Centre’s Jammu and Kashmir playbook goes down to the grassroots

New Delhi wants to move away from past set pieces, break political hegemonies and put different actors on the political chessboard

July 21, 2019 11:01 pm | Updated July 22, 2019 10:42 am IST - New Delhi

The Jammu and Kashmir Legislative Assembly. File

The Jammu and Kashmir Legislative Assembly. File

This Parliament session saw the extension of President’s Rule in Jammu and Kashmir by another six months. At the same time, Union Home Minister Amit Shah spoke of devolution of powers and grassroots democracy in the State for which panchayat and urban local body elections were held last year.

Extending Central rule while promoting grassroots democracy may appear to be contradictory, but the decisions taken under the rule of the Governor and now of the President give some understanding of the method in what the Centre is attempting in the State.

The Centre’s approach seems to be to concentrate on delivery of basic services without the intervention of local worthies and in a rule-based manner; removal of the vast discretionary powers of the political executive (already enshrined in governance reforms in other States); and devolving enough funds to local governments so that, if not creating a completely new political landscape, then at least green shoots of an alternative political discourse will flourish.

Governance reforms

Many of the over 300 decisions taken by the State’s administration in the past year are already part of the governance framework of other States. From something as basic as the Budget Estimation and Management System (BEAMS) for expenditure management and transfer of expenditure allocation from the planning and development department to finance to elimination of interviews for employment in Class IV category, several reforms have been implemented. Significantly, the State also got its first Anti-Corruption Bureau, with six new police stations under its remit. Income-tax searches and an RBI-led audit on the Jammu and Kashmir Bank and arrests among its top management has shaken the Valley, as it is the main banking entity in the State maintaining commercial relationships with a wide section from the working class to the political elite and even separatists.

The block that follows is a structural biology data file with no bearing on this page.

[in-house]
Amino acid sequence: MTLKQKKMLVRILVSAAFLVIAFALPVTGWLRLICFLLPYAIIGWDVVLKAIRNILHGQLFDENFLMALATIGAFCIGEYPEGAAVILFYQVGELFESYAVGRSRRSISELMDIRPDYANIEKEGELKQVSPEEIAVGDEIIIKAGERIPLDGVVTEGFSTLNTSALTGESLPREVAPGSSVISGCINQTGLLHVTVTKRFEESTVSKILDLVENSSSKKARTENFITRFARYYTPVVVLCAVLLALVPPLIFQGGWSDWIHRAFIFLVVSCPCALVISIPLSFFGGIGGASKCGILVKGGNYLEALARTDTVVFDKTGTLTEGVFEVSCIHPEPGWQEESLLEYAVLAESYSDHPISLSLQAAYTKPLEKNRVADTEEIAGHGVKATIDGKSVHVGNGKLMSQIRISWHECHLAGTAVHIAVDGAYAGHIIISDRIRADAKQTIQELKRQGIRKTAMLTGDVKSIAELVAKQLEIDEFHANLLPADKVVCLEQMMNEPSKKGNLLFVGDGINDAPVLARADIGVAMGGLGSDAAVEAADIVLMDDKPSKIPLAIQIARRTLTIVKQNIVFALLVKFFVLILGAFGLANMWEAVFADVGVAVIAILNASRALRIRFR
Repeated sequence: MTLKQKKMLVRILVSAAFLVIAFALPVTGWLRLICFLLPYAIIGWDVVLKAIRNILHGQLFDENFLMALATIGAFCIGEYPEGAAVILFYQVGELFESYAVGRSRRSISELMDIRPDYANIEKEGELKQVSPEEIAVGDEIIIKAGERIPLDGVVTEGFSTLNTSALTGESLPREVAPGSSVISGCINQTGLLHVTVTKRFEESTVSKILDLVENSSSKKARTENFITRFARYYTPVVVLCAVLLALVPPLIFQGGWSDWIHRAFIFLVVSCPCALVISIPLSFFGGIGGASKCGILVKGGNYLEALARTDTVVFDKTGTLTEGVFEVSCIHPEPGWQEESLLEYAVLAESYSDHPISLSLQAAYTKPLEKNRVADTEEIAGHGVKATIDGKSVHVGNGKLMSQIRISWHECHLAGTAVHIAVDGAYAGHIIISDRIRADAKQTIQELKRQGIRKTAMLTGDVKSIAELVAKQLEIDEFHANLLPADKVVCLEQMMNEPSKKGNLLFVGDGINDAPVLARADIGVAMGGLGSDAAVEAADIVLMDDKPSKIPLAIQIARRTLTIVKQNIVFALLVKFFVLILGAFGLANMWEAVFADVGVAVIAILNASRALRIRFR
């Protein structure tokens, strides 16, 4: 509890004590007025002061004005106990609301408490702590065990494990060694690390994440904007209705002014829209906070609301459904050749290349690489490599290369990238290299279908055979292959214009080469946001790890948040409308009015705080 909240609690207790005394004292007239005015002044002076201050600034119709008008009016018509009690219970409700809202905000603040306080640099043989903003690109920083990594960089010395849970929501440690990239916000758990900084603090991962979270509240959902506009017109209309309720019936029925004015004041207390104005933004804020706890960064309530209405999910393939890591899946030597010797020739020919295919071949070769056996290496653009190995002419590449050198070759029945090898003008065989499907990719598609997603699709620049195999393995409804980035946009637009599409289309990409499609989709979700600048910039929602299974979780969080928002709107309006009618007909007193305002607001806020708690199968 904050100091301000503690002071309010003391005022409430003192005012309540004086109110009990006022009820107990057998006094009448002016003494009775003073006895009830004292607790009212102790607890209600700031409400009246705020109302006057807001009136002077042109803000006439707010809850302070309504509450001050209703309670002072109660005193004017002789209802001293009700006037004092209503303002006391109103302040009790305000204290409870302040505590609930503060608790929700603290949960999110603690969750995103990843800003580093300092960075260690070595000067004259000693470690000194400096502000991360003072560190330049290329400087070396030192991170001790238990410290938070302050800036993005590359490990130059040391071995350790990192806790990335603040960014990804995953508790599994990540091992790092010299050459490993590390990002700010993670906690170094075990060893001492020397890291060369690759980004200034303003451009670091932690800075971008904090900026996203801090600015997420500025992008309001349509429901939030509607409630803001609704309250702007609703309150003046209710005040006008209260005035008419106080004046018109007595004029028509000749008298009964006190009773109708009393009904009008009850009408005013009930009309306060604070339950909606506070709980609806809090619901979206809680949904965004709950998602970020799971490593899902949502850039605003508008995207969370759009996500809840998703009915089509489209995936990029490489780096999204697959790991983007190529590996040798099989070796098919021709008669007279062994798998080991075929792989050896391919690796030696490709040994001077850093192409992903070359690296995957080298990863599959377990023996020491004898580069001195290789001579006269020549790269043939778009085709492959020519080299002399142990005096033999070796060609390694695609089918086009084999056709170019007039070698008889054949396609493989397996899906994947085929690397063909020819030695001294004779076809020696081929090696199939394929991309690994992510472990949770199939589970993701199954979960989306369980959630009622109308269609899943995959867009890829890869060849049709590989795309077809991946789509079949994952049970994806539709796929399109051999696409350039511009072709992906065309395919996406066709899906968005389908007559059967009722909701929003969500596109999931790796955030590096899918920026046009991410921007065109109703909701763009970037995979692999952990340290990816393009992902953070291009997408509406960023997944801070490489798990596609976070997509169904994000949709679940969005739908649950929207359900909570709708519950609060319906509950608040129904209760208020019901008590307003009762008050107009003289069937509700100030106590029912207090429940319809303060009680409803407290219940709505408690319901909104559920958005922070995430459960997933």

The action on the bank in particular is being watched carefully in the State, with the mix of politics and big money being a potent force that could damage many reputations and have an impact on the political landscape.

Panchayat elections as an idea for local self-governance and connecting with the local people is not new. The Manmohan Singh government had tried it too, with the previous elections held in 2010. This time around, the elections will be followed by the flow of ₹2,400 crore in funds from the 14th Finance Commission’s award and an additional ₹900 crore from Centrally Sponsored Schemes (CSS).

New patterns of power

The Centre’s hopes are, however, pinned more on the political dividends accruing from at least some of the over 4,000 sarpanchs elected developing enough ambition to enter State politics through the Assembly elections.

The larger plan is to break the stranglehold of existing political hegemonies and replace them with new ones, a process that has been done in other States by the BJP in terms of the caste dominance of Jats in Haryana, Marathas in Maharashtra and other communities in various States.

However, much depends on just how much these efforts will end the alienation felt by the youth of the Valley and whether or not Pakistan decides to escalate matters. As a domestic policy, however, it is clear that the Centre wants to move away from the set pieces and put in place different actors on the political chessboard, actors who would be not only new but also devise new moves.

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